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Melting Points of Precious Metals

The melting point of a metal is related to factors like the strength of metallic bonding and presence of alloying elements

The melting point, or temperature at which a metal transitions from solid to liquid state, is an important physical property of metals. The four major precious metals - gold, silver, platinum, and palladium - each has a distinct melting point that governs its applications and use. 

Factors Affecting Melting Point

The melting point of a metal is related to factors like the strength of metallic bonding and presence of alloying elements. Metals with stronger bonds between atoms require more energy to overcome those forces and melt. Alloying also impacts melting temperature.

More complex crystal structures generally have higher melting points as well. The more ways atoms can pack together, the more thermal energy is needed to disrupt that ordered structure.


Gold has a melting point of 1064°C. This is considered a relatively low value compared to many other metals.

Gold's low melting point is attributed to weaker metallic bonding between gold atoms, owing to its filled outer electron shell structure. This makes gold very easy to melt and shape compared to other metals, facilitating its use for jewellery, art, decoration, and more.

Gold's excellent malleability comes from easy melting as well. Thin sheets and wire can be produced by melting and working the soft, ductile metal. Gold also readily forms alloys with modified properties by combining and melting with other metals.


Silver melts at 961°C, even lower than gold. This low melting point contributes greatly to silver's popularity in jewellery, tableware, and decorative items alongside gold. Molten silver readily flows into moulds and fine details.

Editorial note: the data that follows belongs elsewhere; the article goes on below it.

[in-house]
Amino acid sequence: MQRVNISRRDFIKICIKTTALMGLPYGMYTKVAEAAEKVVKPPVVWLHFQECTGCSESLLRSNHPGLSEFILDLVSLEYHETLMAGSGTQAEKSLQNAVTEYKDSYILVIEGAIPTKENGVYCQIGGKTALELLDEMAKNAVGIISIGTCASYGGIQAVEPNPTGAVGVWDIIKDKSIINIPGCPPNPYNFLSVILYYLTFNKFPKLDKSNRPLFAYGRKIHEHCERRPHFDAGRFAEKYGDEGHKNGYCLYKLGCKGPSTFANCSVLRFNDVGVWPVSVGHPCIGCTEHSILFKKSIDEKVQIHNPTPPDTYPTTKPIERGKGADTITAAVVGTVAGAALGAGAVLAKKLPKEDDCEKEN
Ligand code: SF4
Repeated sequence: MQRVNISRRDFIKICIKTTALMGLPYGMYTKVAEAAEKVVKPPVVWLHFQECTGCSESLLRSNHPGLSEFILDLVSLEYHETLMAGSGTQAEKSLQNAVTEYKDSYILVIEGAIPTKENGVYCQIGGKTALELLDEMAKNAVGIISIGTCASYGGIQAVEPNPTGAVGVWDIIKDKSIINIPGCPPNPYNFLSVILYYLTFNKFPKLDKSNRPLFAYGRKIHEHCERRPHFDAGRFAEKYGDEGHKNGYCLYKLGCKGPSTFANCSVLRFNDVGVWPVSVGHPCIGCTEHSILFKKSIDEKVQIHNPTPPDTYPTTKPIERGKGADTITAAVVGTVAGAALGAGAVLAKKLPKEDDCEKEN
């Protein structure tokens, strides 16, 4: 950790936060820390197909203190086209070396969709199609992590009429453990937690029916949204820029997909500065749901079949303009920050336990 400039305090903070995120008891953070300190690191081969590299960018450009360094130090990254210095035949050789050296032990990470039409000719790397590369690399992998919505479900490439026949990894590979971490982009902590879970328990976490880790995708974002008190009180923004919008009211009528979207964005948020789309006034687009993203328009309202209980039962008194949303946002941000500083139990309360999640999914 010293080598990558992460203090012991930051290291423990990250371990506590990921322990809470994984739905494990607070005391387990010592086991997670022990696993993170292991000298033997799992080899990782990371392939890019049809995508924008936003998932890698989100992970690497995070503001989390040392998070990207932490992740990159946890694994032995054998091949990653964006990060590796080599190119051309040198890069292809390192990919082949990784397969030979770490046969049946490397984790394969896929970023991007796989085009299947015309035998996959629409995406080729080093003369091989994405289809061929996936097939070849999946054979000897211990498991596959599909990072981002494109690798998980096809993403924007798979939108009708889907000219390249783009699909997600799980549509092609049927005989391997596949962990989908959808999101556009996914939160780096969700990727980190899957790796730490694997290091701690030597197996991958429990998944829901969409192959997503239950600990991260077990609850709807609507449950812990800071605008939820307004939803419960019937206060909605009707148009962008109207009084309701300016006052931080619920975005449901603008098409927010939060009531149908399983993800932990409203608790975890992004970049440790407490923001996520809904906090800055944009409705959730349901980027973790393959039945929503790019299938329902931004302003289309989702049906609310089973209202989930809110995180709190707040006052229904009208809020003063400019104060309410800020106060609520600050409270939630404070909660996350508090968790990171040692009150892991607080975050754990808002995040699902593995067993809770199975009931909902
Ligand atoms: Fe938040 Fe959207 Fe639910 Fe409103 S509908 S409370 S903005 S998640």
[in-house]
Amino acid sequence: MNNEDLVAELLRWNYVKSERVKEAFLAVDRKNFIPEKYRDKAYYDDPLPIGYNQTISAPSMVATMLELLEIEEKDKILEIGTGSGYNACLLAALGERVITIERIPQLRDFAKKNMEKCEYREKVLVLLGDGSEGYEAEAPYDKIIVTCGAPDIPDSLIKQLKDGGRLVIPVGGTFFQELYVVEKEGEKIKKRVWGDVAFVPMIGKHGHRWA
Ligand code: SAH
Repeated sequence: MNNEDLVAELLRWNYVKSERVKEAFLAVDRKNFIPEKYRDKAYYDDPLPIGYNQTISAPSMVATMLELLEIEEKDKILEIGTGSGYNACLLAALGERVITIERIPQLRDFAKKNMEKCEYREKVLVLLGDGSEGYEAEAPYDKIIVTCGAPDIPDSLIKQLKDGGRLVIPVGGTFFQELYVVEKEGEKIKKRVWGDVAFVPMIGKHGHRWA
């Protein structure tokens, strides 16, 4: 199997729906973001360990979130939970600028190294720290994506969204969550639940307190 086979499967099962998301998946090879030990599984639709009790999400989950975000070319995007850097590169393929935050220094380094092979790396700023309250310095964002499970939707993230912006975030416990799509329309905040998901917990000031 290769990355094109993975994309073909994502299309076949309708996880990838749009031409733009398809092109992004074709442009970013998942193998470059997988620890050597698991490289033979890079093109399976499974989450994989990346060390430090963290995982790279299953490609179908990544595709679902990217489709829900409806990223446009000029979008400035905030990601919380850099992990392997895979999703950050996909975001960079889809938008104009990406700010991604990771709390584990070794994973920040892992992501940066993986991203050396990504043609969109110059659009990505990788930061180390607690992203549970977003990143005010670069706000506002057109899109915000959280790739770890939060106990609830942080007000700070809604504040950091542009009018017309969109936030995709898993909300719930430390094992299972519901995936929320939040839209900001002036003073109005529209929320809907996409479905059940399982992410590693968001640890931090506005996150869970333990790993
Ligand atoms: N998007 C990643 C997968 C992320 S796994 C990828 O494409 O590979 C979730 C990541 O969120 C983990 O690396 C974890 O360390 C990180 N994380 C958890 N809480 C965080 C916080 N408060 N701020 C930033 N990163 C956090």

Alloys of silver like Sterling Silver (92.5% silver) take advantage of the low melting temperature to cast objects or solder components. Due to its slightly lower melting point, silver is industrially useful for brazing and soldering applications as well.


Platinum has the highest melting point of the four major precious metals at 1768°C - over 700°C above gold. Platinum's high melting point relates to stronger metallic bonding present in its crystalline structure. 

This extreme melting temperature makes platinum highly resistant to heat and deformation. As a result, platinum is uniquely suited to demanding applications like spark plugs, electrodes, crucibles for laboratories, and components of aircraft and vehicles.

Despite challenges in shaping due to its resistance to melting, platinum is still valued in jewellery for its shine and prestige. Special welding techniques like laser or electron beam welding are generally required to work platinum.


With a melting point of 1555°C, palladium falls between gold/silver and platinum in terms of melting temperature. Palladium requires more energy to melt than gold or silver, but less than platinum.

Like platinum, palladium maintains strength and corrosion resistance at elevated temperatures. This makes it useful in electronics, dentistry, and catalytic converters in vehicles. Palladium alloys have lower melting points that allow casting into jewellery and dental crowns or bridges.

The range of melting points among precious metals enables them to assume both high-temperature and low-temperature applications. Gold and silver lend themselves to shaping, jewellery, and decorative uses. Platinum and palladium excel when the highest heat resistance is needed.